Conscience Clauses and the Placement of Children
AbstractAdoption is a creature of statute. There is neither a fundamental right to adopt nor to be adopted and states have much discretion with respect to the contents of their adoption laws. Nonetheless, that discretion is not unlimited. Both the United States Constitution and federal statutes limit states with respect to how they regulate adoption, though the contours of those limitations are not clearly laid out. Those contours are now becoming more contested, and the courts will likely be forced to clarify the degree to which states with discretion with respect to the contents of their adoption regulations and statutes.
How to Cite
. Conscience Clauses and the Placement of Children. Journal of Law and Family Studies, [S.l.], v. 15, n. 1, apr. 2014. Available at: <http://epubs.sandbox.lib.utah.edu/index.php/jlfs/article/view/1206>. Date accessed: 17 dec. 2018.
Copyright Utah Law Review All Rights Reserved.
Authors who publish with this journal agree to the following terms:
- Authors retain copyright and grant the journal right of first publication with the work simultaneously licensed under a Creative Commons Attribution License that allows others to share the work with an acknowledgement of the work's authorship and initial publication in this journal.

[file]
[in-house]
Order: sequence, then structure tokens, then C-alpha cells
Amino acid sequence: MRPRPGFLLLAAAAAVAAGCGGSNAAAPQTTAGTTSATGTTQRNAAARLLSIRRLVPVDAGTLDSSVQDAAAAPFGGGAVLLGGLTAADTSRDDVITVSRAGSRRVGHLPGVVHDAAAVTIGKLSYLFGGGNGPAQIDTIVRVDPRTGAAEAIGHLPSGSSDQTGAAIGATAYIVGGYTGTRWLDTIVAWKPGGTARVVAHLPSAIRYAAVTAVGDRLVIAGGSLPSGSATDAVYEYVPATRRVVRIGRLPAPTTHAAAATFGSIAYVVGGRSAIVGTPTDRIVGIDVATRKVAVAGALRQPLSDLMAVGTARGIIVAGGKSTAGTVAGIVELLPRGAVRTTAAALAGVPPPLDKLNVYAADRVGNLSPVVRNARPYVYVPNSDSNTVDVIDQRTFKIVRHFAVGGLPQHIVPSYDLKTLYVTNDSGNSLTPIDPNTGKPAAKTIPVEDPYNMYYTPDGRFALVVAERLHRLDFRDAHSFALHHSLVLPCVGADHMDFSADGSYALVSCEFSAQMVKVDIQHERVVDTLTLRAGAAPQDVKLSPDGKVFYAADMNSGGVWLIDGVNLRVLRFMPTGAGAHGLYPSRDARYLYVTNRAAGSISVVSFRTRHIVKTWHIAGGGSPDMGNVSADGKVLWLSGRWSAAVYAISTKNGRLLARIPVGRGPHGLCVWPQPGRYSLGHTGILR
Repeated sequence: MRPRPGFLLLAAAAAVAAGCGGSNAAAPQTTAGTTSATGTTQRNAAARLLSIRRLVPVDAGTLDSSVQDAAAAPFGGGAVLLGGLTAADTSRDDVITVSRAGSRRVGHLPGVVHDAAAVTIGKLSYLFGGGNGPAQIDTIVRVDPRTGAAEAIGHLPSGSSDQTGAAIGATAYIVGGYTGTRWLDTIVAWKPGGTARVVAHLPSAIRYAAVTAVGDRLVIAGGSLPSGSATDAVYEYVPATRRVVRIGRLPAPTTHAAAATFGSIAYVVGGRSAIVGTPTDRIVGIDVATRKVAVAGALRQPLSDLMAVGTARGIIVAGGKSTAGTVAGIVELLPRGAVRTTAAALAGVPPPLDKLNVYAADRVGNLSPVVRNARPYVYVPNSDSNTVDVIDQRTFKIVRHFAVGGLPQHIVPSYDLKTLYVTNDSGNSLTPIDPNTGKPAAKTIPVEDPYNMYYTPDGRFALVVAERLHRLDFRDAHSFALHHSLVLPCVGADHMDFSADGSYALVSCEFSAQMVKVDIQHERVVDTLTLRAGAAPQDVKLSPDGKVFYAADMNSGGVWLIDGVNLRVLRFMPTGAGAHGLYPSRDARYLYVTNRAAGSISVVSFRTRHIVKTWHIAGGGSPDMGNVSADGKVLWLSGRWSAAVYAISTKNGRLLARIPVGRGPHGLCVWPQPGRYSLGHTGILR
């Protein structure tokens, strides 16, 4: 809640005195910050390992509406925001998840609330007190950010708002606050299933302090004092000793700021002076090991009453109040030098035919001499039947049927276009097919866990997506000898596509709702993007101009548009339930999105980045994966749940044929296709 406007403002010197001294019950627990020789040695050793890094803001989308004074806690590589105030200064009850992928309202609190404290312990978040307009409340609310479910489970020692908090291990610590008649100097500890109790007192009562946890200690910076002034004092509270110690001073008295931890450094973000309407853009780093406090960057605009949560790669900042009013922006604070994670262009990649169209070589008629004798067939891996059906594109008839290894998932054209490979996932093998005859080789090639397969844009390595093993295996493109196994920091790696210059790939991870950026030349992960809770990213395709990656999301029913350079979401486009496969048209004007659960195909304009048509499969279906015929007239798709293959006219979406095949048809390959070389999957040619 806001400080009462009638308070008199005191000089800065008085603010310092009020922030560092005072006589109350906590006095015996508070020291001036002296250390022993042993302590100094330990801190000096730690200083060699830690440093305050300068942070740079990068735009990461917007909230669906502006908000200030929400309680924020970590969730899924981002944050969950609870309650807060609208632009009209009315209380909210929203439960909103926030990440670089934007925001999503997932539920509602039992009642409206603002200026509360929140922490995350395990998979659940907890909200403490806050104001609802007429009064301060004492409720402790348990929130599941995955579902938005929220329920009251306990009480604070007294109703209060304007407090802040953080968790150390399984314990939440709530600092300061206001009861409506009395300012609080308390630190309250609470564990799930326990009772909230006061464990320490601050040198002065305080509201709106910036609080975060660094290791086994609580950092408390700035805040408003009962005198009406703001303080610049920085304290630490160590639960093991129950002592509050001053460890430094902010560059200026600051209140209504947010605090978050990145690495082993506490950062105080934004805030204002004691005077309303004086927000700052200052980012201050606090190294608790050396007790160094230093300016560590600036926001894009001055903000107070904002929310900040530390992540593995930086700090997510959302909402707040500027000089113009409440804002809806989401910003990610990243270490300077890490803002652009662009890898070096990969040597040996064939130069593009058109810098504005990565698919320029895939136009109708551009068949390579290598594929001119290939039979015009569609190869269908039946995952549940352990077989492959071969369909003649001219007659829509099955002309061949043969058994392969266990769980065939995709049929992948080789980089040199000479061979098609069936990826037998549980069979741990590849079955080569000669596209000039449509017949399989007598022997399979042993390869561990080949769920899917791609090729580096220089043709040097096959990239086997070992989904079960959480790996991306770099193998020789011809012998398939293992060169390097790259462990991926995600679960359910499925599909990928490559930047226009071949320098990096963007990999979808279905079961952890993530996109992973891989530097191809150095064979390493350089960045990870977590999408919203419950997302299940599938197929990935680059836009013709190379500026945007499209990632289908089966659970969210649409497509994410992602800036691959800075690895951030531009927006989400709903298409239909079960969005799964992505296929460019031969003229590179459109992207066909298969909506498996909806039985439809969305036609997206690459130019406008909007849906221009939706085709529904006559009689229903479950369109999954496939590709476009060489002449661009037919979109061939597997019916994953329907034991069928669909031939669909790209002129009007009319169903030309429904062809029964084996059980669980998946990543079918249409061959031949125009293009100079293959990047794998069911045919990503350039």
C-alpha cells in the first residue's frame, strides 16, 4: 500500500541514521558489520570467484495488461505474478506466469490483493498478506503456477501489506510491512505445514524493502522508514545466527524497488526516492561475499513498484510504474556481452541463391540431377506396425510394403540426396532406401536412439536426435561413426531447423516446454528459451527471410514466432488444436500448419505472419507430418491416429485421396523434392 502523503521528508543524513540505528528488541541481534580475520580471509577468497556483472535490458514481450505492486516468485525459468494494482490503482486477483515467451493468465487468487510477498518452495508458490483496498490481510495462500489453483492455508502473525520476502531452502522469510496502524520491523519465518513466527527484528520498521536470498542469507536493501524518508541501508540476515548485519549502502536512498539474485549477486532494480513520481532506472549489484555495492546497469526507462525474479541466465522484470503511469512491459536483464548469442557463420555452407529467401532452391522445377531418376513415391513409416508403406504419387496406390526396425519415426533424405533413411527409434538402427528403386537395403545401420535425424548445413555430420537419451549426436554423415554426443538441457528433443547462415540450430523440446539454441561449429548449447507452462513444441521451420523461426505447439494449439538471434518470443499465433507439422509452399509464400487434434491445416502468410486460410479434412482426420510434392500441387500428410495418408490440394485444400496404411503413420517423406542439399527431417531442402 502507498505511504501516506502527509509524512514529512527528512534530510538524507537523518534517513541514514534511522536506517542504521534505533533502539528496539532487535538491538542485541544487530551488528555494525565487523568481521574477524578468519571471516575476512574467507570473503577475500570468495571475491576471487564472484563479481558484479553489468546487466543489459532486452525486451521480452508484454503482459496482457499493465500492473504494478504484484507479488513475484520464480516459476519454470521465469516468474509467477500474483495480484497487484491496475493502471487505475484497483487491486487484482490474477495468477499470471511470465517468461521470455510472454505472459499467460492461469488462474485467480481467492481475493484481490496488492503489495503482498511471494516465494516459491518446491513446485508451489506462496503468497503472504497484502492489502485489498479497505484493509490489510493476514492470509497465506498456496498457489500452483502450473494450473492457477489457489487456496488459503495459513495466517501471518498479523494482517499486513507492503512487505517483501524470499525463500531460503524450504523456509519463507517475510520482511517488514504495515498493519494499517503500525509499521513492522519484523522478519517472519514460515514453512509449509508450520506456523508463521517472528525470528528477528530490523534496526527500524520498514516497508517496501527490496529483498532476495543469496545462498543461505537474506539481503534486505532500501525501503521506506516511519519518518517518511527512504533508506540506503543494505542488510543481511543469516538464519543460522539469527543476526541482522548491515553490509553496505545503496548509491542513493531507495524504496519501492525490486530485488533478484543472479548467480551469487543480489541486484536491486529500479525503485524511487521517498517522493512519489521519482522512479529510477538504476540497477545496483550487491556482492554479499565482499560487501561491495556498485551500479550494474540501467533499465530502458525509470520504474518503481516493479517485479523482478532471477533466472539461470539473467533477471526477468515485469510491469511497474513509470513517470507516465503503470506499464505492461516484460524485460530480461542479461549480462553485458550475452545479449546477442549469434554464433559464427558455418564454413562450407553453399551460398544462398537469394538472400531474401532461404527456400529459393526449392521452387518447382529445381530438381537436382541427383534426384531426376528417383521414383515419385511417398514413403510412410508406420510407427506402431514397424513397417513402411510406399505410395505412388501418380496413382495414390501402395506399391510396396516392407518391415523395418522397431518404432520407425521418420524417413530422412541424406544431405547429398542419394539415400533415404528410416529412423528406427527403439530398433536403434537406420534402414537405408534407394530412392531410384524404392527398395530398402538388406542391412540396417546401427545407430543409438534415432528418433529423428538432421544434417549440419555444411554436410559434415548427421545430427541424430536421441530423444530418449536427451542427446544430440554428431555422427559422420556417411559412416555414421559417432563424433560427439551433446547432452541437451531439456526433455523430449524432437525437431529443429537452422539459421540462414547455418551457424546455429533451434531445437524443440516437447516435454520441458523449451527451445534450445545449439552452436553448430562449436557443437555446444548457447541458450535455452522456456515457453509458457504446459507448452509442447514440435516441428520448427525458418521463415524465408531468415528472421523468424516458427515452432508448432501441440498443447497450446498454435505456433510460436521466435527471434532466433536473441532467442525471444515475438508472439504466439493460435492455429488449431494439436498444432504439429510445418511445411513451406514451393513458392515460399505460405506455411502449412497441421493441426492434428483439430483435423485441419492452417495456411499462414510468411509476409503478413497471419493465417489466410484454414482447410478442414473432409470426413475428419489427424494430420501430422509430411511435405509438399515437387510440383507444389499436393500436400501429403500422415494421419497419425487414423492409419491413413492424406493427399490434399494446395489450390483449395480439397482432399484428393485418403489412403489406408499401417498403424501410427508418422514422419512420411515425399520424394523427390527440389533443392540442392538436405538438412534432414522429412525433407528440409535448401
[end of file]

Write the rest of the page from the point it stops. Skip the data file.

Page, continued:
- Authors are able to enter into separate, additional contractual arrangements for the non-exclusive distribution of the journal's published version of the work (e.g., post it to an institutional repository or publish it in a book), with an acknowledgement of its initial publication in this journal.
- Authors are permitted and encouraged to post their work online (e.g., in institutional repositories or on their website) prior to and during the submission process, as it can lead to productive exchanges, as well as earlier and greater citation of published work (See The Effect of Open Access).